In the closing months of the year, ostensibly the holiday season for eventers, Kerryn Edmans isn’t taking a break from the travel that’s seen her criss-crossing Europe and the Atlantic all year. Instead, the Cavalor FEI Groom of the Year and head groom for U.K.-based New Zealanders Tim and Jonelle Price, the husband-and-wife duo currently leading the FEI World Eventing Rankings, is helping to harvest canola, beans, barley and wheat in rural Australia.
“I’m in the Australian Outback, so the signal’s a bit dodgy,” she says with a laugh, explaining that her boyfriend likes “chasing the harvest,” and so there she is, once again getting stuck into a job and enjoying every moment of it.
It’s hard to say whether that’s an Edmans thing specifically or, more broadly, an enviably Kiwi quality, the innate ability to go where the wind takes you, roll your sleeves up, and do what needs doing while making it all seem like good fun. Certainly, she’s got it in spades, as do her employers the Prices, for whom she’s worked, on and off, since 2012.
Even that, the dream job of most eventing fanatics, came about as the result of a bit of an ongoing joke in the Edmans’ household when she was growing up.
“My mum actually worked for Tim when he was still based in New Zealand,” Edmans says of her mother, Michelle Faulks, “and that’s how I met the Prices. It was always a bit of a running joke when I was growing up that I’d end up going to England and working for them one day—and then in 2012 I finished school and I was like, ‘Um, actually, I have no idea what I want to do, so I think I will go work for them for a bit!’ That turned into seven years.”
Though Edmans grew up surrounded by horses, eventing wasn’t her childhood focus.
“My mother used to muster wild horses and then break them in and sell them on, so she learned horsemanship very early on and passed that on to me,” she says. “I did a little bit of Pony Club and inter-school stuff, and a little bit in the show ring, but I wasn’t overly competitive. It was much more broad, just having horses in my life—but I did always have an enjoyment of watching eventing since I was a kid, which is probably what led me to working for Tim and Jonelle instead of going to work for any other riders or in another discipline.”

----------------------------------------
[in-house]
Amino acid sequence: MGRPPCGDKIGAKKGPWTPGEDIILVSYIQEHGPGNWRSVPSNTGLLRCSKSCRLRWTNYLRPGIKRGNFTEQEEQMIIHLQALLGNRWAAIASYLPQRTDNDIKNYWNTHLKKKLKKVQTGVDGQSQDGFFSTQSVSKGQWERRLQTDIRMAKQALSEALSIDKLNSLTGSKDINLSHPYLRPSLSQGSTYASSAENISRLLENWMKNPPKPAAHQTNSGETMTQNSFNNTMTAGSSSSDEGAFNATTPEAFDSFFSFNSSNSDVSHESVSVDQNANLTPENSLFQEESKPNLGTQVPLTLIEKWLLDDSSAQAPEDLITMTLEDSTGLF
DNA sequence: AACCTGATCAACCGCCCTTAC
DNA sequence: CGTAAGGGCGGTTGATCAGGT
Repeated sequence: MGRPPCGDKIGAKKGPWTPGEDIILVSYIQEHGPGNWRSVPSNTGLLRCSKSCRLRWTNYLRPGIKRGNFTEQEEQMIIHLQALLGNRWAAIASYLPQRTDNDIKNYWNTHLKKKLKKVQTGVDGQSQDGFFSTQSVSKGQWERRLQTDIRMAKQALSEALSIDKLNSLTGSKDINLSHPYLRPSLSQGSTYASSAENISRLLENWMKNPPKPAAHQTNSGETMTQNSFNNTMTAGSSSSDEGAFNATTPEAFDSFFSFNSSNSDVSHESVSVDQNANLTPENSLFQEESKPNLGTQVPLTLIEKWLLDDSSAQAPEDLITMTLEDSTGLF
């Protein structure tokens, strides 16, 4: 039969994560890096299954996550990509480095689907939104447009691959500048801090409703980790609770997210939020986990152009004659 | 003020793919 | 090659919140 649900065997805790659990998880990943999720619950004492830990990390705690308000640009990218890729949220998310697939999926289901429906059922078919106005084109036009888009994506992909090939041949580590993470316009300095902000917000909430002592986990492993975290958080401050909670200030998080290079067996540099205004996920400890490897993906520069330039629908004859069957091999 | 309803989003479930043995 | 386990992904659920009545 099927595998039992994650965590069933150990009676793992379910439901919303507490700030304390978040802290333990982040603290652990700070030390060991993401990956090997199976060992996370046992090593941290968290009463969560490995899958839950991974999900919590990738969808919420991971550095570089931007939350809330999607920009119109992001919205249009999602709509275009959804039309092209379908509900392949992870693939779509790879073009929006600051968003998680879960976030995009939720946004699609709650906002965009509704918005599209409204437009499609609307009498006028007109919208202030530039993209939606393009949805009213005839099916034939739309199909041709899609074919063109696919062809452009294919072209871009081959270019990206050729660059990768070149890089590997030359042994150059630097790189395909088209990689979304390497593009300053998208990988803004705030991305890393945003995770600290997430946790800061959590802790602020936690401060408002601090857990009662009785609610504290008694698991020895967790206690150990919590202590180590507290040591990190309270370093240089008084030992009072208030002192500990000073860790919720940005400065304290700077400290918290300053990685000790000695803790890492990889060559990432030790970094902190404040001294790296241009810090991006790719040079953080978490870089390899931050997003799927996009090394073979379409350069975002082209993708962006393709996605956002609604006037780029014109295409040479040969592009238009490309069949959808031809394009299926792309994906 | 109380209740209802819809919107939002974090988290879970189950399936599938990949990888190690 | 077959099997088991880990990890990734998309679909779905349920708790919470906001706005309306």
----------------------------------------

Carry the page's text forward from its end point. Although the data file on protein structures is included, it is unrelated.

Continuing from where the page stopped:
Once she’d made the enormous journey from New Zealand to the United Kingdom, her broad experience was put straight to the test.
“I was a deer in the headlights for the first year,” she recalls, laughing. “When I first went to work for them, they didn’t have much structure in the yard. There wasn’t a head groom or a main traveling groom or anything like that, and they were still pretty green themselves.”
Over the following year, though, the bones of the operation began to set into place.
“Lucy Miles came in as head girl, and then I became her second in command—and working under her for a year or two meant that I got a feel for how everything worked and the eventing scene and culture. But that first year I was an absolute stargazer. Everywhere I went, I was like, ‘Oh my god, I’m mixing with the best in the world!’ ”
Now, she and Lucy split management responsibilities, with Edmans working as the head traveling groom while Lucy, who now is raising her young son, takes on more home-based tasks. The division of responsibilities was a natural fit for Edmans to step into after 3.5 years away from grooming. She left Tim and Jonelle’s in late 2016, after the Rio Olympics, to work as a veterinary technician for Christiana Ober, the team veterinarian for the New Zealand eventing squad, who’s based near Tim and Jonelle in the Wiltshire, England, countryside.
“I decided I’d done everything I wanted to and was content with what I’d achieved as a groom, and I wanted to have a bit more of a structured lifestyle,” Edmans says. “So I went to work for Christiana for three and a bit years. And then, going into 2020, I was actually going to do a sports massage course for humans, but then COVID happened, so that had to take a back seat.”
Instead, she cut her hours with Christiana down to part-time and picked up further part-time work running the water treadmill at Tim and Jonelle’s yard.
“That’s when Jonelle offered me a job back. It was meant to be through Tokyo, which has now become through [the 2022 FEI Eventing World Championships in Pratoni, Italy], and now I haven’t really got a set plan or a date in mind,” she says, adding that she plans to stay through the 2024 Paris Olympics, at least. “After that, I might need to think about a life outside of grooming, but for now it’s year by year.”